One of the hallmark features of EMT is the loss of epithelial integrity, which results from the degradation of the adherens junctions that maintain epithelial cell-cell contact. A primary driver of this degradation is proteolytic digestion by matrix metalloproteinases (MMPs), the expression of which is regulated by EMT-associated signaling pathways (e.g., TGF-β). The degradation of adherens junctions is further promoted by the transcriptional repression of genes encoding epithelial-specific proteins (e.g., E-Cadherin, Occludin, Desmoplakin) by pro-EMT transcription factors such as SNAIL. During EMT, selected components of epithelial adherens junctions are replaced by proteins (e.g., N-Cadherin) that provide greater junctional flexibility, enabling cell detachment and enhanced cell motility. The process of EMT also involves remodeling of the action cytoskeleton, which is driven in part by altered expression of Ezrin/Radixin/Moesin (ERM) proteins such as Moesin, as observed in invasive breast cancer cells. ERM proteins also interact with CD44, a cell surface glycoprotein abundantly expressed in some cancer stem cells, and strongly associated with cell motility and cancer metastasis, in part through its function as a receptor for extracellular proteoglycans such as hyaluronan and versican.
The EMT transcription factor Twist has been reported to induce the formation of actin-rich membrane protrusions known as invadopodia, which recruit the proteases MMP-7, MMP-9 and MMP-14 to the leading edge where they degrade ECM and basement membranes, facilitating tumor invasion and metastasis. During EMT, other EMT-associated transcription factors such as Twist, Slug, Snail and Zeb have been shown to upregulate the expression of several epithelial extracellular matrix (ECM) proteins, including collagen 1, vitronectin and fibronectin. The expression of several integrin complexes are also upregulated during EMT, including α5β1, which binds fibronectin, and the integrins α1β1 & α2β1, which interact with collagen I and have been shown to mediate the disruption of E-cadherin complexes. Cellular interactions with the ECM have been shown to be modulated by ECM-associated proteins such as SPARC, a glycoprotein which promotes the interaction of collagen and α2β1. SPARC induces EMT by modulating the expression of SLUG and in melanoma and has been shown to be associated with increased aggressiveness. SERPINE1 (PAI-1), another epithelial ECM component, inhibits the binding of vitronectin to the integrin αvβ3. High serpin levels have been associated with aggressiveness in various cancer types; this has been suggested to result from Serpin-mediated disruption of the points of contact between cells and the ECM. TIMP1, in conjunction with CD63 has been shown to mediate an EMT-like transformational of normal cells through enhancement of β1 integrin signaling activity.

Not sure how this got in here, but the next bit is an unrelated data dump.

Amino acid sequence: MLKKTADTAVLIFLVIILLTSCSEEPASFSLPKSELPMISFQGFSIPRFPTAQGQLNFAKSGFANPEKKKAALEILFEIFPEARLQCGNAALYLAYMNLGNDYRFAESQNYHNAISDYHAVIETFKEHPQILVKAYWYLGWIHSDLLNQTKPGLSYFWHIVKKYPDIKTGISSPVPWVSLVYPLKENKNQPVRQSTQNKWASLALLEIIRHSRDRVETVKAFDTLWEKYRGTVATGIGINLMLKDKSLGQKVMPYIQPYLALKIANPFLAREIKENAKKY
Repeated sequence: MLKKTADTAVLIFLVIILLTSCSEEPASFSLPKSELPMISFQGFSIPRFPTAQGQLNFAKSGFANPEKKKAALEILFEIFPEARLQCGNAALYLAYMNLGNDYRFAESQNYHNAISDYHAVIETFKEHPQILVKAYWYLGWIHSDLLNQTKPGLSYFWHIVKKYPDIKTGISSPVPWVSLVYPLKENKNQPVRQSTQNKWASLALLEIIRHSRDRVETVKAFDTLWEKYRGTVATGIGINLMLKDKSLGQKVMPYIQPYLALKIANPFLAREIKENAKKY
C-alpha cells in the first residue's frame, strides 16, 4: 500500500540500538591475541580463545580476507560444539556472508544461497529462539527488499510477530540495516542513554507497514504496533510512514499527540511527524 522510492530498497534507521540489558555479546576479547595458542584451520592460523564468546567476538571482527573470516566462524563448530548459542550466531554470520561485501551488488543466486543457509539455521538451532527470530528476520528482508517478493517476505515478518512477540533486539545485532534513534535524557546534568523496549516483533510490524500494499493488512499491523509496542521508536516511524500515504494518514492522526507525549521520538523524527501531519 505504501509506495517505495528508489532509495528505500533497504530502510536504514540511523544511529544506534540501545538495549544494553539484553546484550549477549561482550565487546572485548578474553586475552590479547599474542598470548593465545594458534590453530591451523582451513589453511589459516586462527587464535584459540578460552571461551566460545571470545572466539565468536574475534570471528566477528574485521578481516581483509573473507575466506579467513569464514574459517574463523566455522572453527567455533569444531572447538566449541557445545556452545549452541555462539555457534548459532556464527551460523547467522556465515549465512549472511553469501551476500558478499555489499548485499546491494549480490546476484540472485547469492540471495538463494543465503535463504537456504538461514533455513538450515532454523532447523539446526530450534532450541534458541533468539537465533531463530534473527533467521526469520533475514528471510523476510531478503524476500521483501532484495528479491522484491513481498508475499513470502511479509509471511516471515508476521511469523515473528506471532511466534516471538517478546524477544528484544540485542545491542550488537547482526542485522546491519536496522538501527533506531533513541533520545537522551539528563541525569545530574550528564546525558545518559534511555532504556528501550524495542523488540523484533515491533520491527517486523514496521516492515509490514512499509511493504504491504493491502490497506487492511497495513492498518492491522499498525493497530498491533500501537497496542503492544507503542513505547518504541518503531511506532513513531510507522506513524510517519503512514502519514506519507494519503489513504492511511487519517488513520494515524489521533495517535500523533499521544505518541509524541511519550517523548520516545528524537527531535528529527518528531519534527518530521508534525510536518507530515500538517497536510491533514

We would like to thank Dr. Dimiter Avtanski, Director, Endocrine Research Laboratory, Friedman Diabetes Institute at Lenox Hill Hospital, Northwell Health, for reviewing this diagram.